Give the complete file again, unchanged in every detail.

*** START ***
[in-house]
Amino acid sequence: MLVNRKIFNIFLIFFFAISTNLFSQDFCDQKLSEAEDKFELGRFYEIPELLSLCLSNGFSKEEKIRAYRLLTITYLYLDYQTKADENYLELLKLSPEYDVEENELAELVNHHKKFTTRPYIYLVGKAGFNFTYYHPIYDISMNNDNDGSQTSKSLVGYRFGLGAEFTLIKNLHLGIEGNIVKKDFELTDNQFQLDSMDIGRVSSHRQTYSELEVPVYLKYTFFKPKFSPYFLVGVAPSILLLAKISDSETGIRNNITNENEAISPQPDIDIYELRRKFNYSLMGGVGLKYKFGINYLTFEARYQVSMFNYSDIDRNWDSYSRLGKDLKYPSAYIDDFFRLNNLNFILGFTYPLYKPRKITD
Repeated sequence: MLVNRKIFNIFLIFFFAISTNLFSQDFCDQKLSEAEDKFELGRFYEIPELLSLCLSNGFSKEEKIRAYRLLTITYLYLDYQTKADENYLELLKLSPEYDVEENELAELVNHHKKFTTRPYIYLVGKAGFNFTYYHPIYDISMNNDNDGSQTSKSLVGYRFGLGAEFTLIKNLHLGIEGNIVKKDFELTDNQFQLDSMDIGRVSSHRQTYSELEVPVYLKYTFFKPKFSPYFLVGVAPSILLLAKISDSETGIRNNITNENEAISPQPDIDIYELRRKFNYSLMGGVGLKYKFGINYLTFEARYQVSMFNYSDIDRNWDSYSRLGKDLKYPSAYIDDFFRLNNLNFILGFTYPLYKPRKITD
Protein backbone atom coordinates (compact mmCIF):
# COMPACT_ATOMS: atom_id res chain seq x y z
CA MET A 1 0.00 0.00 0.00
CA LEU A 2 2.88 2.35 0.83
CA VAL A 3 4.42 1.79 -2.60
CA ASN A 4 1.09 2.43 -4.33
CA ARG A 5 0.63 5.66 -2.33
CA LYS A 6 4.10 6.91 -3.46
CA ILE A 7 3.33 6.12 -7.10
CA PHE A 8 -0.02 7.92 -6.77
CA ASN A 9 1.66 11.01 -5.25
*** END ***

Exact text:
[in-house]
Amino acid sequence: MLVNRKIFNIFLIFFFAISTNLFSQDFCDQKLSEAEDKFELGRFYEIPELLSLCLSNGFSKEEKIRAYRLLTITYLYLDYQTKADENYLELLKLSPEYDVEENELAELVNHHKKFTTRPYIYLVGKAGFNFTYYHPIYDISMNNDNDGSQTSKSLVGYRFGLGAEFTLIKNLHLGIEGNIVKKDFELTDNQFQLDSMDIGRVSSHRQTYSELEVPVYLKYTFFKPKFSPYFLVGVAPSILLLAKISDSETGIRNNITNENEAISPQPDIDIYELRRKFNYSLMGGVGLKYKFGINYLTFEARYQVSMFNYSDIDRNWDSYSRLGKDLKYPSAYIDDFFRLNNLNFILGFTYPLYKPRKITD
Repeated sequence: MLVNRKIFNIFLIFFFAISTNLFSQDFCDQKLSEAEDKFELGRFYEIPELLSLCLSNGFSKEEKIRAYRLLTITYLYLDYQTKADENYLELLKLSPEYDVEENELAELVNHHKKFTTRPYIYLVGKAGFNFTYYHPIYDISMNNDNDGSQTSKSLVGYRFGLGAEFTLIKNLHLGIEGNIVKKDFELTDNQFQLDSMDIGRVSSHRQTYSELEVPVYLKYTFFKPKFSPYFLVGVAPSILLLAKISDSETGIRNNITNENEAISPQPDIDIYELRRKFNYSLMGGVGLKYKFGINYLTFEARYQVSMFNYSDIDRNWDSYSRLGKDLKYPSAYIDDFFRLNNLNFILGFTYPLYKPRKITD
Protein backbone atom coordinates (compact mmCIF):
# COMPACT_ATOMS: atom_id res chain seq x y z
CA MET A 1 0.00 0.00 0.00
CA LEU A 2 2.88 2.35 0.83
CA VAL A 3 4.42 1.79 -2.60
CA ASN A 4 1.09 2.43 -4.33
CA ARG A 5 0.63 5.66 -2.33
CA LYS A 6 4.10 6.91 -3.46
CA ILE A 7 3.33 6.12 -7.10
CA PHE A 8 -0.02 7.92 -6.77
CA ASN A 9 1.66 11.01 -5.25